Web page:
Campaigners call for more rare epilepsy patients to be given cannabis oil drug – Mirror Online
Health Secretary Matt Hancock was tonight urged to tear up red tape campaigners say is hampering prescriptions of medical cannabis for children with rare epilepsy.
There have been no new NHS prescriptions for full-extract cannabis oil since the medicinal use of the drug was legalised more than 18 months ago, it emerged this month.
Experts say strict guidelines make it difficult to get hold of the treatment on the NHS.
Full-extract cannabis oil imported from the Netherlands has continued to be prescribed on the health service to just two children with rare forms of epilepsy – Alfie Dingley and Sophia Gibson.
The Home Office handed them emergency interim licences in summer 2018 following a campaign.
Wealthy families denied the free medicine are thought to be paying about £2,000 a month to buy the drug through private prescriptions.
MPs from across the political divide have written to Mr Hancock “to raise serious concerns about the lack of availability of cannabis oil for patients who need it, 18 months after it was legalised for medicinal use”.
Their letter, seen by the Mirror, says: “The restrictive prescribing rules are forcing parents to pay thousands of pounds to get their children the medicine they need.
“Many are simply unable to afford it, leaving them helpless to prevent their children enduring awful seizures.”
Signatories include Labour, Conservative, Liberal Democrat, Scottish National Party and Green MPs.
Lib Dem home affairs spokeswoman Christine Jardine, who organised the letter, said: “Families have battled for years for doctors to be able to prescribe cannabis oil.
“Despite ‘winning’ this fight back in 2018, people – including young children – are still being denied access to this potentially life-changing treatment.
“This is a heartbreaking situation.
“The Government must trust doctors to do their job and use their judgement as to what’s in the best interests of their patients’ health.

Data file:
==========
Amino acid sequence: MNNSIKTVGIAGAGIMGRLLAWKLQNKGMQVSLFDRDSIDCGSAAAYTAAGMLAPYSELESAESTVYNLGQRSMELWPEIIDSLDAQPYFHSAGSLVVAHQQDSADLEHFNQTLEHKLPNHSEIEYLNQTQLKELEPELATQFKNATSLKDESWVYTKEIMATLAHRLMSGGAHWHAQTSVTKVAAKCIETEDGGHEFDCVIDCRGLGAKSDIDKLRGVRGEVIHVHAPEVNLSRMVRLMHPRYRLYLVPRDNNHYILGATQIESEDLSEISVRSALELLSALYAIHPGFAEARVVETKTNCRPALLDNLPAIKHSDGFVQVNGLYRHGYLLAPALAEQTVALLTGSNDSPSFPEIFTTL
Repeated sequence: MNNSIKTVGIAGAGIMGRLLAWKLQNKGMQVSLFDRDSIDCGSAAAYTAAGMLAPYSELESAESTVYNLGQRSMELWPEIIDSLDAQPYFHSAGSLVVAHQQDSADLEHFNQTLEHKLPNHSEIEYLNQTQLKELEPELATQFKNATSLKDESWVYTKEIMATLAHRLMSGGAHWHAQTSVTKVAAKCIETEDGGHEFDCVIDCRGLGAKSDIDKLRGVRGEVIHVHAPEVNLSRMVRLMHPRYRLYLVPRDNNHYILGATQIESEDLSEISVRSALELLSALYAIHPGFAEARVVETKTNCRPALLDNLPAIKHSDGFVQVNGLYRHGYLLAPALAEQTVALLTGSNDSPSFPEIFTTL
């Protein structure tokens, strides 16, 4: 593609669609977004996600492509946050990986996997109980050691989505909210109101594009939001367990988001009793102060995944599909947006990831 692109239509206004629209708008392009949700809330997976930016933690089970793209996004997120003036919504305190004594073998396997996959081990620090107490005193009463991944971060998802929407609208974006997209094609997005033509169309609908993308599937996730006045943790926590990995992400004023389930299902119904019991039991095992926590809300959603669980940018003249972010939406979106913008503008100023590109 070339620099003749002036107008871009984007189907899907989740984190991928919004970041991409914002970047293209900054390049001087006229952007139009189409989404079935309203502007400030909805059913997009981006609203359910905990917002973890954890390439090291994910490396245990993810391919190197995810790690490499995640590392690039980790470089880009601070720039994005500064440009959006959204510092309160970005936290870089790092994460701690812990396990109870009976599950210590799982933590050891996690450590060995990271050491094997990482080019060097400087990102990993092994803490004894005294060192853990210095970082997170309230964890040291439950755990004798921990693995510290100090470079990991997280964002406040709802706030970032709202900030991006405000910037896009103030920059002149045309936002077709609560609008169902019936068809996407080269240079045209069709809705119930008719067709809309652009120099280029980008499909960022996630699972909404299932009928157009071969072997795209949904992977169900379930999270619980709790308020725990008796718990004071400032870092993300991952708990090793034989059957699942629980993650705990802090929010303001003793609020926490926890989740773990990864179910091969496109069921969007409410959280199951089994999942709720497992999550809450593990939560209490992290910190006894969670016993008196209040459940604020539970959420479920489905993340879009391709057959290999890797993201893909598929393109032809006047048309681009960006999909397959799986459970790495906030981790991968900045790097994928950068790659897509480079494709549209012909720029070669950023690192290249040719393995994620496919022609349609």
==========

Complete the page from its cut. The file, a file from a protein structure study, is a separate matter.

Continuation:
“The red tape around prescribing medical cannabis must be lifted as a matter of urgency.”
A spokesman for the End Our Pain campaign said: “When the law was changed in November 2018 the hopes of many patients and their families were raised.
“But these hopes have been cruelly dashed.
“The number of prescriptions for whole-plant extract medical cannabis of the kind that was shown to be life transforming for the likes of Alfie Dingley, whose family led much of the campaigning work to secure the law change, is minute.
“These patients have been passed from pillar to post.
“Many have had to raise huge sums of money to access a medicine that is now legal here.
“We are strengthening our call on the Secretary of State to personally intervene and find a way to break this heartbreaking deadlock.”
A Department of Health and Social Care spokesman said: “We sympathise with patients dealing with challenging conditions and the decision on whether to prescribe medicinal cannabis is ultimately one for clinicians to make.
“Since the law changed, two cannabis-based medicines have been made available for prescribing on the NHS for patients with multiple sclerosis or hard to treat epilepsies, where clinically appropriate.
“This follows clear evidence of their safety, clinical and cost effectiveness.
“However, more evidence is needed to routinely prescribe and fund other treatments on the NHS and we continue to back further research and look at how to minimise the costs of these medicines.”
Sources said specialist doctors were able to use their “clinical judgement to prescribe medicinal cannabis”.
The Government was supporting clinical trails to gather evidence on the use of medicinal cannabis, they added.
This article originally appeared here in https://www.mirror.co.uk/news/politics/campaigners-call-more-rare-epilepsy-22343167